The contradictory comments of Filipino President Rodrigo Duterte during his visit this week left Tokyo and Washington with one question: What is his true intent?

After weeks of insulting the United States and cozying up to China, the tough-talking leader seemed reasonable at Wednesday’s summit with Prime Minister Shinzo Abe.

Both agreed that the territorial dispute between the Philippines and China has to be solved based on the rule of law and without resorting to force.

Much of the joint statement with Abe also emphasized the rule of law in maritime security, and highlighted the importance of the July verdict issued by the arbitration court in The Hague, which ruled in favor of the Philippines.

Still, it is not clear whether the former prosecutor will pursue the rule of law in the South China Sea dispute.

At the beginning of the summit, Duterte, who flew to Japan late Tuesday, said he believed his country and Japan were in the same situation, pointing to Tokyo’s territorial row with China. But he also said it was not time to discuss his country’s dispute with Beijing.

Then he said that, when the time is right, the Philippines will take Japan’s side, despite his overly hostile comments against its ally the United States. During his visit to China last week, the Filipino leader said The Hague tribunal’s decision could “take a back seat.”

“It could have been lip service to Japan,” Narushige Michishita, professor at the National Graduate Institute for Policy Studies in Tokyo, said of the joint statement. “But there is nothing concrete said about the settlement of the dispute and what’s written here is very basic.”

A government official said that Duterte said nothing about what he wants China to do with the ruling, a sign the Filipino leader won’t do anything to prompt China to act on the verdict.

His comments were also inconsistent with his country’s relationship with the United States. Duterte said at the economic forum hosted by the Japan External Trade Organization on Wednesday that he hoped the U.S. military will withdraw from the Philippines in two years.

But the joint statement said the two leaders expected their alliance to contribute to the stability and peace of the region and promote maritime security. A government official said this also applied to the Philippine-U.S. alliance, and that Duterte reassured Japan that he was not cutting off diplomatic ties with Washington.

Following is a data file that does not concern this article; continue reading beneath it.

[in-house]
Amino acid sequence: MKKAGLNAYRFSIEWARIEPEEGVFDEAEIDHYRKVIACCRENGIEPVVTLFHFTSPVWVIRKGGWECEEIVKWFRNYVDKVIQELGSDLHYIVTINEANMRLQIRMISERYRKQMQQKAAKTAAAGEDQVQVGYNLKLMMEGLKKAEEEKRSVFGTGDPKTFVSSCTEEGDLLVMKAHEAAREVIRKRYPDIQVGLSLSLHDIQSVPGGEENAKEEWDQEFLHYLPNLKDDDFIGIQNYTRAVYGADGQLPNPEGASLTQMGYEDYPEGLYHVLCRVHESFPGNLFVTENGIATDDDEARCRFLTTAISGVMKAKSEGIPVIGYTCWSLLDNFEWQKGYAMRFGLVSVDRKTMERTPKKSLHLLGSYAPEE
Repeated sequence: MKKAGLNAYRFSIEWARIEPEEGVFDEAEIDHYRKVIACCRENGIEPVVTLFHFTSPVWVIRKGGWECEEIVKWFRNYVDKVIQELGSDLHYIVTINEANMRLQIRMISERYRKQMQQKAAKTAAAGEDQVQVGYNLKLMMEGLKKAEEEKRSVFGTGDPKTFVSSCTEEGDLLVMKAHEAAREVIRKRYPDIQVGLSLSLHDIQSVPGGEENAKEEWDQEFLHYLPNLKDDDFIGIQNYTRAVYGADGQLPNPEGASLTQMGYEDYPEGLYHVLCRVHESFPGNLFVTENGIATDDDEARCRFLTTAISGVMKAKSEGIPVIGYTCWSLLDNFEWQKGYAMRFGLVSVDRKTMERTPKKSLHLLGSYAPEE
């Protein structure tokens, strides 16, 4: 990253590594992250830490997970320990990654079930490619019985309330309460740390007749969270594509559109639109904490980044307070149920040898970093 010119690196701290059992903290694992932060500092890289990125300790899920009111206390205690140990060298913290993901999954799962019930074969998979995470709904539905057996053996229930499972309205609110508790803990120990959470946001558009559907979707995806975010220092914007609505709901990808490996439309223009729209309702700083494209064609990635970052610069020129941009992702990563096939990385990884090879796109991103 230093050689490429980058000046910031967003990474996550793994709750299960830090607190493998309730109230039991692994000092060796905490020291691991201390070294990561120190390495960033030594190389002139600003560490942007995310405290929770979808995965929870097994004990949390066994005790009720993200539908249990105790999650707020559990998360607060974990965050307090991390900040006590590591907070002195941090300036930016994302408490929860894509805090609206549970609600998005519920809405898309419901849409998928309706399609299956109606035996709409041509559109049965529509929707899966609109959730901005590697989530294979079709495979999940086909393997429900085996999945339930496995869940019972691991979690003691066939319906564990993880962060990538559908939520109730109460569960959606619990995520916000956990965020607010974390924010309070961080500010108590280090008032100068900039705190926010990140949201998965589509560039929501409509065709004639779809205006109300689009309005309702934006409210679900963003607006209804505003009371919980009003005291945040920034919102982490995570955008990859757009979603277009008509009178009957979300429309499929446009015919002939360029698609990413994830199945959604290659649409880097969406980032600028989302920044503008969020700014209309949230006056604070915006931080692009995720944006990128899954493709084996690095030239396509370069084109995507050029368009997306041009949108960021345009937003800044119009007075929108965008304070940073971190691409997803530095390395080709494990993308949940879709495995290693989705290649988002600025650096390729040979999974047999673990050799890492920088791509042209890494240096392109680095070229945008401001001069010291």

A government official said Duterte wants to be strategic by diversifying Filipino relations by shifting more toward China. But other experts said his comments lack consistency because the former Davao mayor has no experience in diplomacy.

“He has always been like that, and we have to see what he really means in the longer term,” said Naoji Shibata, a professor for Osaka-based Kindai University. “His words are situational, but that style also attracted the voters.”

His trips to China and Japan, however, revealed one common aspect: He succeeded in seeking investment to support the Philippines’ ailing economy and support for his controversial war on drugs, which has drawn international criticism over human rights concerns.

Japan pledged more than ¥21.3 billion in yen loans to fund agricultural development on the southern island of Mindanao, where Duterte was mayor of Davao, and to build two vessels for the Filipino Coast Guard.

Abe also pledged to offer rehabilitation programs for Filipino drug addicts without mentioning the alleged human rights violations linked to the deaths of more than 2,300 people since Duterte launched the police drug offensive this year.

Malcolm Cook, senior fellow at ISEAS-Yusof Ishak Institute in Singapore, said that Duterte’s position on the U.S. is not strategic but that his approach to Japan and China is, since both decided to provide economic assistance and infrastructure aid without bringing up the ugly details of the drug-dealer purge.

“What he thinks the Philippines needs from a foreign country is no criticism of his war on drugs. China and Japan are not criticizing it,” said Cook. “I am not sure if he is thinking about the regional balance of the power . . . but it’s much more focused on what he wants for the Philippines and who can help them.”

But whether his contradictions are the product of strategic calculus or his populist nature and lack of diplomatic experience, experts agree that it is not Japan nor the United States but the Philippines that might suffer the consequences from his gambit.

“Rationally, his endlessly contradictive comments will weaken the credibility of his words, also the Philippines’ international reputation,” said Wu Shang-Su, a research fellow at the S. Rajaratnam School of International Studies at Nanyang Technological University in Singapore. “In the long term, such a style will make it hard for his foreign policies to progress.”

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